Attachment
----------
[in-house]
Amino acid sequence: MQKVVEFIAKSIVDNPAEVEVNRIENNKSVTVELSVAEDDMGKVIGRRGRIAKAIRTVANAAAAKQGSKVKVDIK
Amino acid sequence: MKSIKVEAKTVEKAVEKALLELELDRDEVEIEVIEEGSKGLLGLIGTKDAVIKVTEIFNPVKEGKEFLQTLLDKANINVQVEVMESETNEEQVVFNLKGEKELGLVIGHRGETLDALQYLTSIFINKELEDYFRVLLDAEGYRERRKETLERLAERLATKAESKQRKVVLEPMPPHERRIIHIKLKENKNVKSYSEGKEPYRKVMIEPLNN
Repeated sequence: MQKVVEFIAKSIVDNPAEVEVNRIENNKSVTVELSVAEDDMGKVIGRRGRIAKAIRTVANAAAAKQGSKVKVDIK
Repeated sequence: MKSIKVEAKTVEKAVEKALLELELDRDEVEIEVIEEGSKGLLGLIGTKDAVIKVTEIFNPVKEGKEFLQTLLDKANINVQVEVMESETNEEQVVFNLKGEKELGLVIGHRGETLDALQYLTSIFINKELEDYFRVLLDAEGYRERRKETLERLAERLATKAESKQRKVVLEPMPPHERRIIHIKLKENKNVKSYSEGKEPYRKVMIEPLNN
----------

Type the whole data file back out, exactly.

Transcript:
[in-house]
Amino acid sequence: MQKVVEFIAKSIVDNPAEVEVNRIENNKSVTVELSVAEDDMGKVIGRRGRIAKAIRTVANAAAAKQGSKVKVDIK
Amino acid sequence: MKSIKVEAKTVEKAVEKALLELELDRDEVEIEVIEEGSKGLLGLIGTKDAVIKVTEIFNPVKEGKEFLQTLLDKANINVQVEVMESETNEEQVVFNLKGEKELGLVIGHRGETLDALQYLTSIFINKELEDYFRVLLDAEGYRERRKETLERLAERLATKAESKQRKVVLEPMPPHERRIIHIKLKENKNVKSYSEGKEPYRKVMIEPLNN
Repeated sequence: MQKVVEFIAKSIVDNPAEVEVNRIENNKSVTVELSVAEDDMGKVIGRRGRIAKAIRTVANAAAAKQGSKVKVDIK
Repeated sequence: MKSIKVEAKTVEKAVEKALLELELDRDEVEIEVIEEGSKGLLGLIGTKDAVIKVTEIFNPVKEGKEFLQTLLDKANINVQVEVMESETNEEQVVFNLKGEKELGLVIGHRGETLDALQYLTSIFINKELEDYFRVLLDAEGYRERRKETLERLAERLATKAESKQRKVVLEPMPPHERRIIHIKLKENKNVKSYSEGKEPYRKVMIEPLNN